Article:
Cloud storage often is associated with object storage to allow massive scalability and geographic independence...
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of data, allowing it to be accessed from any location. But object storage lags behind block storage for performance.
Cloud provider Rackspace last week began offering Cloud Block Storage, powered by OpenStack, to compete with Amazon Web Services' Elastic Block Store. Rackspace's Cloud Block Storage service holds active application data, such as database transactions, messages and files that are accessed regularly, where AWS S3 is meant to hold infrequently accessed file or data objects.
Cloud Block Storage requires the compute, storage and applications to reside in a data center and delivers the kind of high-performance that object storage can't provide. Cloud Block Storage uses solid-state drives (SSDs) for high performance applications and hard disk drives for applications that need more moderate performance.
"This is a services provider play," said Marc Staimer, president of Dragon Slayer Consulting. "And Rackspace is in perpetual catch up with Amazon. And I'm sure Google will have something very shortly."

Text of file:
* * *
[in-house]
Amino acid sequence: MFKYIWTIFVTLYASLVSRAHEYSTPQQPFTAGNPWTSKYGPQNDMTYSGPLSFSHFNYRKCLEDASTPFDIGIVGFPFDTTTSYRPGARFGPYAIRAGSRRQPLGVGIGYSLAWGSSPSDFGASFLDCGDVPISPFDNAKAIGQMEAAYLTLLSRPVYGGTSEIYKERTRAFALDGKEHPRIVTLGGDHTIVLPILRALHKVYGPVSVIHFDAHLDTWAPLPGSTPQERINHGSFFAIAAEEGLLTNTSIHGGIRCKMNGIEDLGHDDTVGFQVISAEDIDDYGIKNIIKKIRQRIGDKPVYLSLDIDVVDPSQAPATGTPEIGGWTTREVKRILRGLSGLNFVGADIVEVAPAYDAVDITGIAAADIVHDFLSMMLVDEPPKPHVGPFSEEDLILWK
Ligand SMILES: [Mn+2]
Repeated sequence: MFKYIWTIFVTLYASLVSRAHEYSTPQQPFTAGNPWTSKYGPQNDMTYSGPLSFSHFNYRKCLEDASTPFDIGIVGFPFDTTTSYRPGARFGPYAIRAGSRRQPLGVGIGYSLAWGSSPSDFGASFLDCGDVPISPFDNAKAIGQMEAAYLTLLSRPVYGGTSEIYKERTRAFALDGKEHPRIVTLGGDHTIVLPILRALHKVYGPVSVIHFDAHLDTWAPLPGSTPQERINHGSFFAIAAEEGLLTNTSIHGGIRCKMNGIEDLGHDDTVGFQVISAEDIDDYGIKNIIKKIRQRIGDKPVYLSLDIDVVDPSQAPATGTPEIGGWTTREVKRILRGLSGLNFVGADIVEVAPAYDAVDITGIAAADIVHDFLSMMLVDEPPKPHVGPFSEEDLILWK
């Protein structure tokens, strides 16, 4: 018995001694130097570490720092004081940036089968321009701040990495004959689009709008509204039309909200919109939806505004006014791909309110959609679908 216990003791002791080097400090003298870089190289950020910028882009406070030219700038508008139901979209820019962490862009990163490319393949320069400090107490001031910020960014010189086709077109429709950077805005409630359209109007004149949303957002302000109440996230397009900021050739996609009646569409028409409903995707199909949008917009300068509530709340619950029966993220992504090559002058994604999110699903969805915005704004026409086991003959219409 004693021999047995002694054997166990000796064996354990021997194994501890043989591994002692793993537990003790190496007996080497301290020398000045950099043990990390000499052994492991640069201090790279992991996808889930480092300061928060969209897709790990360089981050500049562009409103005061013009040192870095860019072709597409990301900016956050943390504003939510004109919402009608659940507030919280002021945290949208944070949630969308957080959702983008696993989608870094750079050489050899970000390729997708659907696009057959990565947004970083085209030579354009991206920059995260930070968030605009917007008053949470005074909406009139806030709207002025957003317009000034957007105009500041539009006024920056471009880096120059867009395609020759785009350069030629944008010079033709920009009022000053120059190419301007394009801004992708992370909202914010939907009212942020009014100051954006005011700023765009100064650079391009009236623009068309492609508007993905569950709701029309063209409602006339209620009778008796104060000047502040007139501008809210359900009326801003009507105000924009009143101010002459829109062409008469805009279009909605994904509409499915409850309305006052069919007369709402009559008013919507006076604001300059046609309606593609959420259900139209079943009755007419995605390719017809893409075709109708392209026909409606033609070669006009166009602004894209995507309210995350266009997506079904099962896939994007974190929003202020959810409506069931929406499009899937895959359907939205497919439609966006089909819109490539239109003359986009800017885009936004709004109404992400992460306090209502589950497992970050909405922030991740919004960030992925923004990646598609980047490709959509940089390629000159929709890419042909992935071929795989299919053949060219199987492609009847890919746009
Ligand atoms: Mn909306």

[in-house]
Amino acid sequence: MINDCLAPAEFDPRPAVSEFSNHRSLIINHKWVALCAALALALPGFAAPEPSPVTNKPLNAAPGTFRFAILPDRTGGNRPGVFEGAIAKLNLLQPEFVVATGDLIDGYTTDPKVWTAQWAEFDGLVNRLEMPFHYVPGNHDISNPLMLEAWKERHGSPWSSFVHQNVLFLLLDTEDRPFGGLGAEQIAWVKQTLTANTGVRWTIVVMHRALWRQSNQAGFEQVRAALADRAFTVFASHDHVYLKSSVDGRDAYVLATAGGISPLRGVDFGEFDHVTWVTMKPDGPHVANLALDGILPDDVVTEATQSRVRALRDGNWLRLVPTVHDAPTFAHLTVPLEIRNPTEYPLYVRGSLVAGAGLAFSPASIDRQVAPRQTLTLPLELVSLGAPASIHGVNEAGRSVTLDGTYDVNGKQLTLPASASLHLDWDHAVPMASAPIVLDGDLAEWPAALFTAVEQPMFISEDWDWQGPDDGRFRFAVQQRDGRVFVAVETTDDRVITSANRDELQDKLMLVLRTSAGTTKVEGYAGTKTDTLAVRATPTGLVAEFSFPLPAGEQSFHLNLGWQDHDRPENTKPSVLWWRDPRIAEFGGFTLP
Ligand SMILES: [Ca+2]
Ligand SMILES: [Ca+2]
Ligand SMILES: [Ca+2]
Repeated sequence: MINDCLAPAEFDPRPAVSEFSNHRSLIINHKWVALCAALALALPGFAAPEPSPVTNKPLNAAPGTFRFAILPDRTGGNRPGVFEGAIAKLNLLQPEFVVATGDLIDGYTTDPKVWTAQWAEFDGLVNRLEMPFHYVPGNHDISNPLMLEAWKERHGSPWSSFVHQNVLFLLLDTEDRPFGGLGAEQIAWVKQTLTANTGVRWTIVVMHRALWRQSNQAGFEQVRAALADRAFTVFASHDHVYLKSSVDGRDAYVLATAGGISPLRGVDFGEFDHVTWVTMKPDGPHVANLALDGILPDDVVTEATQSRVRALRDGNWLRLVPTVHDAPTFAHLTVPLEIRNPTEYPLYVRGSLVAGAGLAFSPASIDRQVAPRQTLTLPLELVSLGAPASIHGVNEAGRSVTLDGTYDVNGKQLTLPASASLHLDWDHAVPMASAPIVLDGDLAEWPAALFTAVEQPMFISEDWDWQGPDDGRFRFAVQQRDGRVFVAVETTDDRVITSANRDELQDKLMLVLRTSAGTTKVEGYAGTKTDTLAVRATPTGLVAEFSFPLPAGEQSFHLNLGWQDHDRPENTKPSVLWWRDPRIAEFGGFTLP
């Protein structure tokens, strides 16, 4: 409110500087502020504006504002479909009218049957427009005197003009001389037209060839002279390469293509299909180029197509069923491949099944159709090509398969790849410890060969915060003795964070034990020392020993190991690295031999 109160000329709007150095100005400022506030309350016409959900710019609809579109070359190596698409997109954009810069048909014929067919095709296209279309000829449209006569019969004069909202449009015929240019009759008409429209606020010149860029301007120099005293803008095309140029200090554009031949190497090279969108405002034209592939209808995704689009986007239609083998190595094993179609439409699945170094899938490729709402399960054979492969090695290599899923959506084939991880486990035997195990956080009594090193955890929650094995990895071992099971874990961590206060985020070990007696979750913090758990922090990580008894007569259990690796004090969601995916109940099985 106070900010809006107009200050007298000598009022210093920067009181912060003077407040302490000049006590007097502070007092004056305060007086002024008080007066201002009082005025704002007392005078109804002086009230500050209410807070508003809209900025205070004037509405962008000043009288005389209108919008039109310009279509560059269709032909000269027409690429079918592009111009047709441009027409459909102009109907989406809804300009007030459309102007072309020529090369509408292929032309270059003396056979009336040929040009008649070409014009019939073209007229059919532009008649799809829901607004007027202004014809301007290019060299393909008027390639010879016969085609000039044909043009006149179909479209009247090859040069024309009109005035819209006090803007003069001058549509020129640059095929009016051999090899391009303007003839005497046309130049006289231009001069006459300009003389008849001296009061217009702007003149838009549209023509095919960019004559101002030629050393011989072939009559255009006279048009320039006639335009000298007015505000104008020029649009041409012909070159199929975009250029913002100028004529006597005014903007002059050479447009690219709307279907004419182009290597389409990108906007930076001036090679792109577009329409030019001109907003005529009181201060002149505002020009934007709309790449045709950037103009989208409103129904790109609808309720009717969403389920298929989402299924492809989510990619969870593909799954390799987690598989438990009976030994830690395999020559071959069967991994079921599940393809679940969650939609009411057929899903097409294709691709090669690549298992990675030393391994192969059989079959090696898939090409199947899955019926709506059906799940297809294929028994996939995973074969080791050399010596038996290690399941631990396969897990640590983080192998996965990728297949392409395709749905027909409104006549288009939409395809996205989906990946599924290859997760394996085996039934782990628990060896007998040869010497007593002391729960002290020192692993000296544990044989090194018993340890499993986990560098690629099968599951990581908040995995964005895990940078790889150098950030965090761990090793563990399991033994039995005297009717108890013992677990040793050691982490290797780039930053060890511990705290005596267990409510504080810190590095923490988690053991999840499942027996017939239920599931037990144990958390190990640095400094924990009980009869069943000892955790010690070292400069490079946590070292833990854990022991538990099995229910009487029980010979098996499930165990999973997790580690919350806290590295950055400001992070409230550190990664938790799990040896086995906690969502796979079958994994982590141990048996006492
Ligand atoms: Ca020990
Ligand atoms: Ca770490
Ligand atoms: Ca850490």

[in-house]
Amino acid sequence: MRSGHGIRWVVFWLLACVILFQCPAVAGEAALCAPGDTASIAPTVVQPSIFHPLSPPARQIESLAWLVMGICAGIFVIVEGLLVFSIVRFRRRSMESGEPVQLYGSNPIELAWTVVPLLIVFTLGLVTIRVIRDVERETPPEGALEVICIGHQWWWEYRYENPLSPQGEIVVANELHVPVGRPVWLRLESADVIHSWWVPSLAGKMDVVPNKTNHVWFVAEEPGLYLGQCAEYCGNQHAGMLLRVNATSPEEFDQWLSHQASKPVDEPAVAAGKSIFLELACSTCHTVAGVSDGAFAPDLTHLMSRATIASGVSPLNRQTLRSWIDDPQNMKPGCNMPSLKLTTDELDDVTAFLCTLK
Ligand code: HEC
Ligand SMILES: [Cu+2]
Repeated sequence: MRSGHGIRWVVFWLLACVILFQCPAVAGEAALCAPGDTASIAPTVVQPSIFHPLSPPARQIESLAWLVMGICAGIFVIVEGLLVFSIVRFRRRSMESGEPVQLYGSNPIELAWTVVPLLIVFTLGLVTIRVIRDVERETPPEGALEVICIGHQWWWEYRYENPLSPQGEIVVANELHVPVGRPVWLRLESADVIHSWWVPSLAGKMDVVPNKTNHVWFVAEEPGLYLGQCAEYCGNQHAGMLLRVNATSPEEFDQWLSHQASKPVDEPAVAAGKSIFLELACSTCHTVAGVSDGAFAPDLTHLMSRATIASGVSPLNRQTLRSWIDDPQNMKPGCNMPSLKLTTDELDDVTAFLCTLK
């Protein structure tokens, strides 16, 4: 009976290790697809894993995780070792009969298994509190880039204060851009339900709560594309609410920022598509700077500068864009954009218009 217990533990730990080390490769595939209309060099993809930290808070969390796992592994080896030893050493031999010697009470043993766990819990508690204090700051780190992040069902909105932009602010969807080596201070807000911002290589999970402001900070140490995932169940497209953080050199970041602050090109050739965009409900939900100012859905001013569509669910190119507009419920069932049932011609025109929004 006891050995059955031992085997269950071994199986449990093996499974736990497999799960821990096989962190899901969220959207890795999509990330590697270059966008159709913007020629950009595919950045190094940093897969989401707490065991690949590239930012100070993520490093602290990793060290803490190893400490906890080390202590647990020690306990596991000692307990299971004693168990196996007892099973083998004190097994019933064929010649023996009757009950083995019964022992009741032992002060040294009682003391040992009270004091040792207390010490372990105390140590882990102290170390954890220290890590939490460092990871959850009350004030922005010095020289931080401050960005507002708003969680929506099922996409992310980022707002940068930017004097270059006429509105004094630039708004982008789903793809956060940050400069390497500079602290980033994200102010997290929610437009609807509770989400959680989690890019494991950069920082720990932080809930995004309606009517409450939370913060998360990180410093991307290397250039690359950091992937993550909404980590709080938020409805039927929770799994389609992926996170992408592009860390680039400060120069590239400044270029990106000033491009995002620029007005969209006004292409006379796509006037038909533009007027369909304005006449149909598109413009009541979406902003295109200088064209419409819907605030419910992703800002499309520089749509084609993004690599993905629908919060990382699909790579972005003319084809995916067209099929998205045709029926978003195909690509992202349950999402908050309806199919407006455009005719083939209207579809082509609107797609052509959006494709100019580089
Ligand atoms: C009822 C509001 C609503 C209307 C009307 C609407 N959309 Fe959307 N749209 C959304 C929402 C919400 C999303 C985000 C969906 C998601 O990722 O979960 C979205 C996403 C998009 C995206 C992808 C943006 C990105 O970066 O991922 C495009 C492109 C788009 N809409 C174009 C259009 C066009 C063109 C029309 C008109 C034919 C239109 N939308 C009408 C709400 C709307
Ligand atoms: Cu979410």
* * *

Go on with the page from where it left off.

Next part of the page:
Cloud Block Storage moves storage off the server so customers can provision storage independently of the server. Customers can pick the amount of storage they want to use with a specific compute instance. Currently, Rackspace is limiting 1 terabyte (TB) per volume, and customers can ask for multiple volumes. Like Amazon, Rackspace is offering two tiers -- the standard volume option for hard drives and SSD volumes for accelerated speed.
The standard hard drive option costs 15 cents per GB, while the SSD option costs 70 cents per GB a month. There is no added cost for the I/O throughput.
"You are not outsourcing storage," Staimer said. "You are outsourcing the entire infrastructure to support the application. It aligns storage with the application performance requirements. You need high performance, you use SSDs; you need lower performance, go to the disks."
Cloud Block Storage offers the flexibility to create public cloud-based storage volumes that interact independently of servers that are Windows- or Linux-based, said Mark Interrante, Rackspace's vice president of cloud products. It's a way to store large amounts of information that is not attached to specific cloud servers.
"Block storage is increasingly popular, designed for higher I/O. It allows you to have an architecture and design to support bigger and more scalable applications," Interrante said. "Object storage has a different design. It is optimized for assembling data and delivers millions of simple requests quickly."
Rackspace claims its offerings have less variability in performance compared to Amazon. "Based on their testing, they say they offer better service-level agreements because it's more consistent," Staimer said.